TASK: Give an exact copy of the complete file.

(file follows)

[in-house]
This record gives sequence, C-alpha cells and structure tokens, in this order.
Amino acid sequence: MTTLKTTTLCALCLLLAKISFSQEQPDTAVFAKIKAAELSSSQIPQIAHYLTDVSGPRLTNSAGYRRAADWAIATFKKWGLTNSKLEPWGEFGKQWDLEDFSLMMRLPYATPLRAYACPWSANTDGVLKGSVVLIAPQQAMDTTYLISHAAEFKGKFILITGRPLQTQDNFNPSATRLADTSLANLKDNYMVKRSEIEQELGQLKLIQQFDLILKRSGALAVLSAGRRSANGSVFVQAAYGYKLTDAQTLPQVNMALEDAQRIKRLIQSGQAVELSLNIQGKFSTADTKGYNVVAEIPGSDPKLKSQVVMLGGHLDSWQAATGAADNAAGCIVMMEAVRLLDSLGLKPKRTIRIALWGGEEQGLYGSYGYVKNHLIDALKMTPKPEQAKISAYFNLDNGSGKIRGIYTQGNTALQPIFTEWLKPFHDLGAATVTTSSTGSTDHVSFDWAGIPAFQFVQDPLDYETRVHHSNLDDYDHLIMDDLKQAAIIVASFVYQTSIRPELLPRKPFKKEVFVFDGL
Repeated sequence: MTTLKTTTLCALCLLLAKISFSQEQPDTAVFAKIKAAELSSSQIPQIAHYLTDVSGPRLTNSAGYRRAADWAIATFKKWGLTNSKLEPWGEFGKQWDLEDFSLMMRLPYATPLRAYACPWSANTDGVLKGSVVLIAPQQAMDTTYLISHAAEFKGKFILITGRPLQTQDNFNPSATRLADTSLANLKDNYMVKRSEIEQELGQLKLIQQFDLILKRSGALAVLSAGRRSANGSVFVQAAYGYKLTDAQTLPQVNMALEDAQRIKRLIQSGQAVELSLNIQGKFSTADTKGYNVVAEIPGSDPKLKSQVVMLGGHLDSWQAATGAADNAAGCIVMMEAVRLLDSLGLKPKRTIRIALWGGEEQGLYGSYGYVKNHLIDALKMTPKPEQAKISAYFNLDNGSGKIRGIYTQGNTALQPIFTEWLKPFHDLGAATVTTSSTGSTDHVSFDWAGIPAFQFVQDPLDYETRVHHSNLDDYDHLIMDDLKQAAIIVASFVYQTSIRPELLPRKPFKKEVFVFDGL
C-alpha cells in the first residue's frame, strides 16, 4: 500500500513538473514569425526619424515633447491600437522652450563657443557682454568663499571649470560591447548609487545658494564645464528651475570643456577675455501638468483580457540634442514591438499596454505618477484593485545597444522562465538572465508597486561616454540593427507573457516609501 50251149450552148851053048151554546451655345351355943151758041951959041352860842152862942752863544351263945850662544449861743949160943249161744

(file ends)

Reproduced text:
[in-house]
This record gives sequence, C-alpha cells and structure tokens, in this order.
Amino acid sequence: MTTLKTTTLCALCLLLAKISFSQEQPDTAVFAKIKAAELSSSQIPQIAHYLTDVSGPRLTNSAGYRRAADWAIATFKKWGLTNSKLEPWGEFGKQWDLEDFSLMMRLPYATPLRAYACPWSANTDGVLKGSVVLIAPQQAMDTTYLISHAAEFKGKFILITGRPLQTQDNFNPSATRLADTSLANLKDNYMVKRSEIEQELGQLKLIQQFDLILKRSGALAVLSAGRRSANGSVFVQAAYGYKLTDAQTLPQVNMALEDAQRIKRLIQSGQAVELSLNIQGKFSTADTKGYNVVAEIPGSDPKLKSQVVMLGGHLDSWQAATGAADNAAGCIVMMEAVRLLDSLGLKPKRTIRIALWGGEEQGLYGSYGYVKNHLIDALKMTPKPEQAKISAYFNLDNGSGKIRGIYTQGNTALQPIFTEWLKPFHDLGAATVTTSSTGSTDHVSFDWAGIPAFQFVQDPLDYETRVHHSNLDDYDHLIMDDLKQAAIIVASFVYQTSIRPELLPRKPFKKEVFVFDGL
Repeated sequence: MTTLKTTTLCALCLLLAKISFSQEQPDTAVFAKIKAAELSSSQIPQIAHYLTDVSGPRLTNSAGYRRAADWAIATFKKWGLTNSKLEPWGEFGKQWDLEDFSLMMRLPYATPLRAYACPWSANTDGVLKGSVVLIAPQQAMDTTYLISHAAEFKGKFILITGRPLQTQDNFNPSATRLADTSLANLKDNYMVKRSEIEQELGQLKLIQQFDLILKRSGALAVLSAGRRSANGSVFVQAAYGYKLTDAQTLPQVNMALEDAQRIKRLIQSGQAVELSLNIQGKFSTADTKGYNVVAEIPGSDPKLKSQVVMLGGHLDSWQAATGAADNAAGCIVMMEAVRLLDSLGLKPKRTIRIALWGGEEQGLYGSYGYVKNHLIDALKMTPKPEQAKISAYFNLDNGSGKIRGIYTQGNTALQPIFTEWLKPFHDLGAATVTTSSTGSTDHVSFDWAGIPAFQFVQDPLDYETRVHHSNLDDYDHLIMDDLKQAAIIVASFVYQTSIRPELLPRKPFKKEVFVFDGL
C-alpha cells in the first residue's frame, strides 16, 4: 500500500513538473514569425526619424515633447491600437522652450563657443557682454568663499571649470560591447548609487545658494564645464528651475570643456577675455501638468483580457540634442514591438499596454505618477484593485545597444522562465538572465508597486561616454540593427507573457516609501 50251149450552148851053048151554546451655345351355943151758041951959041352860842152862942752863544351263945850662544449861743949160943249161744